Arbitration and Mediation

This week’s New York Business Divorce offers short summaries of three recent decisions of interest by Commercial Division Justices Melvin Schweitzer, Carolyn Demarest, and Marcy Friedman in which the courts addressed interesting issues concerning shareholder standing to seek removal of a director and dissolution of a wholly-owned subsidiary; venue in dissolution proceedings; and application of CPLR 205’s savings provision to the statute of limitations in a dissolution case.
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Appraisal experts provide critical testimony in valuation proceedings. Court rules govern pretrial expert disclosure. In this week’s New York Business Divorce, you can bone up on the disclosure requirements and read about cases in which the parties paid a price for failing to comply with disclosure requirements.
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This week’s New York Business Divorce examines a recent decision by Justice Carolyn E. Demarest in Pisane v. Feig, where the court confirmed an arbitration award stemming from a petition for judicial dissolution of several affiliated companies, in which the arbitrator decided which of the two parties was entitled to buy out the other, and at what price.

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Buy-sell agreements in shareholder agreements are supposed to avoid — not foment — litigation over the value of the interest being redeemed or sold. Matter of Grande’ Vie, LLC, decided last month by the Appellate Division, Fourth Department, tells a cautionary tale of a buy-sell provision gone wrong. Learn more about this important topic in this week’s New York Business Divorce.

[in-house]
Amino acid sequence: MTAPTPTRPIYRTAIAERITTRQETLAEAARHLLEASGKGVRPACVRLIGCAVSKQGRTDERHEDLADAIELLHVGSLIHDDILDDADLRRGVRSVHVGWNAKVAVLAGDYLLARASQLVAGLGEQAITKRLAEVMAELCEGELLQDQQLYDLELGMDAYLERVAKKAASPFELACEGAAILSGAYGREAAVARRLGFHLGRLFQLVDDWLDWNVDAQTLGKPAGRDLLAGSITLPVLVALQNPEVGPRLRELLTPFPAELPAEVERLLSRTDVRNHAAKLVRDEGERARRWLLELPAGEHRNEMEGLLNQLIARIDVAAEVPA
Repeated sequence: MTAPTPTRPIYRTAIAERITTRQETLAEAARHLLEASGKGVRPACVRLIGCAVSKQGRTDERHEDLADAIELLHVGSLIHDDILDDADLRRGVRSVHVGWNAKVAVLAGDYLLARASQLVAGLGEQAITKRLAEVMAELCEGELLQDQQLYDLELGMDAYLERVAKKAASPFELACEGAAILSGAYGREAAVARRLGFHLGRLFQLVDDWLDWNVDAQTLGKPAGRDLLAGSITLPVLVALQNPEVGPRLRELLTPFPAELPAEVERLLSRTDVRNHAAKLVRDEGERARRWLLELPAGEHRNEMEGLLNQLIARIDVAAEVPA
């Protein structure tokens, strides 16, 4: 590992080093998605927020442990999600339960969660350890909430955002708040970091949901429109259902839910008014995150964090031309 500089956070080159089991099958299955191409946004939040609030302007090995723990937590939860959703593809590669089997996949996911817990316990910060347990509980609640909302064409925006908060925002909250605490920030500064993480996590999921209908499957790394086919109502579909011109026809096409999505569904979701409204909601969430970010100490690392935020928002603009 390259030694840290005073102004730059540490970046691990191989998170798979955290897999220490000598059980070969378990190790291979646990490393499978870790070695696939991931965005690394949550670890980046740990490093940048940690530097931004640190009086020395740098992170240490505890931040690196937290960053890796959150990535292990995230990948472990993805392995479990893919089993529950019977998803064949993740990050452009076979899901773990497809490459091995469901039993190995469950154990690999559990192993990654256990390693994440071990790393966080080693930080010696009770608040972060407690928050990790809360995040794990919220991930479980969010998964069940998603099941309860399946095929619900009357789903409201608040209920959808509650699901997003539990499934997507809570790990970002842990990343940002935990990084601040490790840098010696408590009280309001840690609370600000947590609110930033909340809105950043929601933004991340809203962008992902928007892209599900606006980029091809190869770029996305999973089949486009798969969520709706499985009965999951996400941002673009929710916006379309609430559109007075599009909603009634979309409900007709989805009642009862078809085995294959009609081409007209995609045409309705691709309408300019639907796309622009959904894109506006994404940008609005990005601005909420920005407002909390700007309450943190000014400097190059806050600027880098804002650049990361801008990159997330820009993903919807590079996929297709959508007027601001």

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An unusual shareholders’ agreement leads to unusual, concurrent arbitration and judicial proceedings in a shareholders’ battle for control of a Brooklyn restaurant business. Read about Justice Carolyn Demarest’s recent decision in Boz Export & Import v. Karakus in this week’s New York Business Divorce.

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Courts generally will enforce broad arbitration clauses in shareholders’ agreements to compel arbitration of corporate dissolution disputes. This week’s New York Business Divorce highlights an interesting, recent decision by Justice Ira B. Warshawsky in which he denied a request to compel arbitration of a dissolution petition based on limiting language in a separate termination clause in the shareholders’ agreement.

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Shareholder and operating agreements typically contain provisions restricting the right to transfer stock or membership interests. A recent decision by Justice Ira Warshawsky in Verderber v. Commander Enterprises Centereach, LLC, in which he refused to grant a preliminary injunction enforcing a transfer restriction, prompts this week’s New York Business Divorce to examine the ancient rule against unreasonable restraints on alienation.

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